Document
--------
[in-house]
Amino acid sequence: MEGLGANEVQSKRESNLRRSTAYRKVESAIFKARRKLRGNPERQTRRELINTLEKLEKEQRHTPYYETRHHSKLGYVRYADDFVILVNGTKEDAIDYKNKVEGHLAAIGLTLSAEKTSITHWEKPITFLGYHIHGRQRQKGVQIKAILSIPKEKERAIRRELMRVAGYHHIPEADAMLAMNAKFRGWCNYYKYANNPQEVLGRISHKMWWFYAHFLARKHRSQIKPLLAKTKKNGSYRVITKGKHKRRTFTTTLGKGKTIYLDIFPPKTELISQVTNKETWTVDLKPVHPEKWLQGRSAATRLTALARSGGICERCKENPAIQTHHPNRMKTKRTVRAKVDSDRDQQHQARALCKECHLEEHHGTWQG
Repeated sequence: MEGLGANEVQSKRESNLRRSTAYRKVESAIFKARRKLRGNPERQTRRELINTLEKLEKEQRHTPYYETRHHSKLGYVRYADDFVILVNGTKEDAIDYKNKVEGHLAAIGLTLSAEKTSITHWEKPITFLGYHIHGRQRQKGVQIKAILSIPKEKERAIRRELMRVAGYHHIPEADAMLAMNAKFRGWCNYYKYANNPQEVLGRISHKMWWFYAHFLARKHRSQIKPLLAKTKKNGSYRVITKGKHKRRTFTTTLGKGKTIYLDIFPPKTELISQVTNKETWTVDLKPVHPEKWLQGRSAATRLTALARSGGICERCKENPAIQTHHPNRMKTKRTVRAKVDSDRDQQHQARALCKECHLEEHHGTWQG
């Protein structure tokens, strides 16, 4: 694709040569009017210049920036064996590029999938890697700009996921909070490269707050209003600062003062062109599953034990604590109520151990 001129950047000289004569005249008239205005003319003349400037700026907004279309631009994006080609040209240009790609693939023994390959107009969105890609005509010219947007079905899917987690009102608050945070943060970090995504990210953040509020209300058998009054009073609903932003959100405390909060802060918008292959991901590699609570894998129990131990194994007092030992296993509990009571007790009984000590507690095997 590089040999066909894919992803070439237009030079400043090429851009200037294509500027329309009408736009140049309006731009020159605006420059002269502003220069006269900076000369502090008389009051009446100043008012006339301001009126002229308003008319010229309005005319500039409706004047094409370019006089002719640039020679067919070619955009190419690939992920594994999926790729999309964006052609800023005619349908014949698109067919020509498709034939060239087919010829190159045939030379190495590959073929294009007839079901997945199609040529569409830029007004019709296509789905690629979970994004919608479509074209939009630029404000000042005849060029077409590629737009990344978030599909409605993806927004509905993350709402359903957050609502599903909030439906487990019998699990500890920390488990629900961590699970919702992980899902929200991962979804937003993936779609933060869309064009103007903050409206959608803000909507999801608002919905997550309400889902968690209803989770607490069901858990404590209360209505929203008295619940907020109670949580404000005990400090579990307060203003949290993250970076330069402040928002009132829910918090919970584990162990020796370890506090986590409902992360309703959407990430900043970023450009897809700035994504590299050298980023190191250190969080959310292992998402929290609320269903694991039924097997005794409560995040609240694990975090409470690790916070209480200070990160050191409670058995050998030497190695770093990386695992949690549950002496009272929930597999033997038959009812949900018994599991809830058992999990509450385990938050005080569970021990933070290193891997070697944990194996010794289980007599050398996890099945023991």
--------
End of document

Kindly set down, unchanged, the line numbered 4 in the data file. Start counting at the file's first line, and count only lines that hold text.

């Protein structure tokens, strides 16, 4: 694709040569009017210049920036064996590029999938890697700009996921909070490269707050209003600062003062062109599953034990604590109520151990 001129950047000289004569005249008239205005003319003349400037700026907004279309631009994006080609040209240009790609693939023994390959107009969105890609005509010219947007079905899917987690009102608050945070943060970090995504990210953040509020209300058998009054009073609903932003959100405390909060802060918008292959991901590699609570894998129990131990194994007092030992296993509990009571007790009984000590507690095997 590089040999066909894919992803070439237009030079400043090429851009200037294509500027329309009408736009140049309006731009020159605006420059002269502003220069006269900076000369502090008389009051009446100043008012006339301001009126002229308003008319010229309005005319500039409706004047094409370019006089002719640039020679067919070619955009190419690939992920594994999926790729999309964006052609800023005619349908014949698109067919020509498709034939060239087919010829190159045939030379190495590959073929294009007839079901997945199609040529569409830029007004019709296509789905690629979970994004919608479509074209939009630029404000000042005849060029077409590629737009990344978030599909409605993806927004509905993350709402359903957050609502599903909030439906487990019998699990500890920390488990629900961590699970919702992980899902929200991962979804937003993936779609933060869309064009103007903050409206959608803000909507999801608002919905997550309400889902968690209803989770607490069901858990404590209360209505929203008295619940907020109670949580404000005990400090579990307060203003949290993250970076330069402040928002009132829910918090919970584990162990020796370890506090986590409902992360309703959407990430900043970023450009897809700035994504590299050298980023190191250190969080959310292992998402929290609320269903694991039924097997005794409560995040609240694990975090409470690790916070209480200070990160050191409670058995050998030497190695770093990386695992949690549950002496009272929930597999033997038959009812949900018994599991809830058992999990509450385990938050005080569970021990933070290193891997070697944990194996010794289980007599050398996890099945023991």